I met up with Steve, Andy and Jurgen this morning in Potosi. After making a few adjustments on some of the bikes, we all rode out together towards Uyuni and the salt flats.
Within a few short hours on a nice road, we were in the small town of Uyuni which sits right on the edge of a gigantic salar.
This year, the Dakar Rally passed through Uyuni, so obviously lots of signs that it had come through here:
After finding a hotel and dropping our stuff off, we jumped on our bikes. Along the way, we came across Taylor, another american, who was in Uyuni to see the salt flats and is also riding his motorbike through South America. Now rolling 5 deep, we headed off into the Salar. Make way silly tourists, wannabe Dakar racers coming through!
We got onto the main Salar de Uyuni road and after a few kilometers we came to where the road ended..sort of.. January in Bolivia is the rainy month, so every year the Salar is completely flooded. It is usually covered in a few inches of water until it dries out around April-May. There’s no way any of us were driving our bikes through inches (and in some spots feet) of super saline water, so we stopped at the roads end.
We got a few cool photos but weren’t satisfied.. we wanted to go out much further. We decided that tomorrow morning we would hire a truck to take us out.
Back in Uyuni, we hang out and drank a few Bolivian beers. In the morning, we’d head out into the salar in the back of a Toyota 4×4.
Up early for our 0800 tour into the salt flats. We had a cool expedition spec Toyota Landcruiser.
The few inches of water on the surface makes for a near mirror like appearance across the flats. Lots of cool photos. Sometimes it’s actually difficult to see where the horizon is since the glass like reflection blends together so well.
Nothing but salt under out feet.. The salar isn’t entirely solid.. it’s actually on a few inches thick. Underneath is a lake which holds over half of the worlds lithium supply. There’s also a few holes in the salt which makes for an eerie uneasy feeling. 😯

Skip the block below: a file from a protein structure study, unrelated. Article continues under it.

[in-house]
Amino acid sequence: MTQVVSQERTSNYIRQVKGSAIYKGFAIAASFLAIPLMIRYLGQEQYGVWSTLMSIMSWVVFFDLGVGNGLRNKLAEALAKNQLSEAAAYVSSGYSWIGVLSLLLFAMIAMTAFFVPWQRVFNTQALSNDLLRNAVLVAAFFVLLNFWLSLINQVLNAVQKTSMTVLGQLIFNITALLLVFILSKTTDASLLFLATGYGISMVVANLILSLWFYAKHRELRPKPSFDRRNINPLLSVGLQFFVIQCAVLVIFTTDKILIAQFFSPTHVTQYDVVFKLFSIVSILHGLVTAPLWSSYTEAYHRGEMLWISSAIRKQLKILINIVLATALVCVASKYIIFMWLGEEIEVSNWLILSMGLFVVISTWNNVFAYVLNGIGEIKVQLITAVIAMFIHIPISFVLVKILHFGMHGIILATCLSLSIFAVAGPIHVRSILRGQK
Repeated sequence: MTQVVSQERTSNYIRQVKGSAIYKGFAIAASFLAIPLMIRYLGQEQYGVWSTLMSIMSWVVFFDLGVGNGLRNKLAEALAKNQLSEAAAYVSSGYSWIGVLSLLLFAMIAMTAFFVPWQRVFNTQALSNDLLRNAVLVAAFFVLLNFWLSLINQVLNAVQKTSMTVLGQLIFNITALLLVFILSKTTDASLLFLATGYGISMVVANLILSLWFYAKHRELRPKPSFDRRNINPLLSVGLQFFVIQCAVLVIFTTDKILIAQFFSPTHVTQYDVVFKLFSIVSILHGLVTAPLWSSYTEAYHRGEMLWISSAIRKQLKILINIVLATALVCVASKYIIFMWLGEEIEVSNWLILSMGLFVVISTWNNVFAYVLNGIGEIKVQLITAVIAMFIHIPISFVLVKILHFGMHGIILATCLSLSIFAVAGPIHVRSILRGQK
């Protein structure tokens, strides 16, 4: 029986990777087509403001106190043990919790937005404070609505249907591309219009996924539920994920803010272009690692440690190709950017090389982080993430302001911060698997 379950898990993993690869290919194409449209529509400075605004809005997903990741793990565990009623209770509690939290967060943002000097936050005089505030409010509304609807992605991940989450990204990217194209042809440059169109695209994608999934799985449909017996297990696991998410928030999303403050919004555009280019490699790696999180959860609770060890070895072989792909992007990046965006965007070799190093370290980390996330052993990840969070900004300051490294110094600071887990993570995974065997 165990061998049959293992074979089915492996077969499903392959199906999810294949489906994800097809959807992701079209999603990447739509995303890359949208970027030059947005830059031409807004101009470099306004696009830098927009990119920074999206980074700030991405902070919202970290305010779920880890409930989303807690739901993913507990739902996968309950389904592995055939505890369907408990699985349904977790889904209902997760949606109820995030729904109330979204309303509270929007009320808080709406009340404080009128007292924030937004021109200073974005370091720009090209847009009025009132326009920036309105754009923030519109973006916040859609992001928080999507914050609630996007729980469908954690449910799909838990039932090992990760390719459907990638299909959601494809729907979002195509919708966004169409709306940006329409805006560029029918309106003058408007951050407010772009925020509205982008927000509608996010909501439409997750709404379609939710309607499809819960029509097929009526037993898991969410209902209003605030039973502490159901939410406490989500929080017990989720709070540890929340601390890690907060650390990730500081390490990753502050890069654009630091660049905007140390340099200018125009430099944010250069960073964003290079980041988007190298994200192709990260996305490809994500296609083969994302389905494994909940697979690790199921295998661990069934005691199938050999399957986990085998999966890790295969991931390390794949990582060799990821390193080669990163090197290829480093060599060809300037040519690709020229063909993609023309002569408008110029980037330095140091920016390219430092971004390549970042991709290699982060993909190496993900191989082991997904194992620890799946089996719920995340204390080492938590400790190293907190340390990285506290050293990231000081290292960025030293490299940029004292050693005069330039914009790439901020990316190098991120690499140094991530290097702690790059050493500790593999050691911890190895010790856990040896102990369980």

After checking out the Salar for a few hours, we headed back to Uyuni to pack up our bikes and ride out of town. The plan was to cross into Chile via a remote Southwestern border crossing. Steve had started his ride in Chile and was riding North, so we said our goodbyes and he took off for La Paz.
By 1700, we had already ridden over 200 kilometers of dirt through some very remote parts of Bolivia.. only another 15-20km to go to the border. However, Bolivia wasn’t done with us yet..
We were blasting down a fairly straight section of the road which had an occasional minor sandy spot. Jurgen was ahead of me on his BMW F650GS Dakar moto and Taylor was behind me on his BMW G650GS. I saw Jurgen hit a sandy spot and kick up a lot of dust. I immediately knew it was going to be more interesting than the last few spots, so I made sure to gas’er and power through while keeping my body weight low on the foot pegs. I had a fair amount of steering head-shake as the sand tossed me about but managed to make it through without any issues.. Taylor on the other hand had a pretty good wipe out. We were all going about 100kph (60mph), so his crash wasn’t just a small tip over.
Taylor was fine after the crash albeit a little sore and maybe some bruises.. Good thing he was wearing full gear! The moto suffered some cosmetic damage and his left side pannier was obliterated. As Andy said: “it looks like a plane crash!” Lots of small gear and a few broken parts scattered about. Overall, it could have been much worse.
After getting Taylor’s bike rolling again, we made it to the Bolivian-Chilean border and just in time for the windiest conditions I have ever experienced. It must have been blowing a steady 50+ mph here.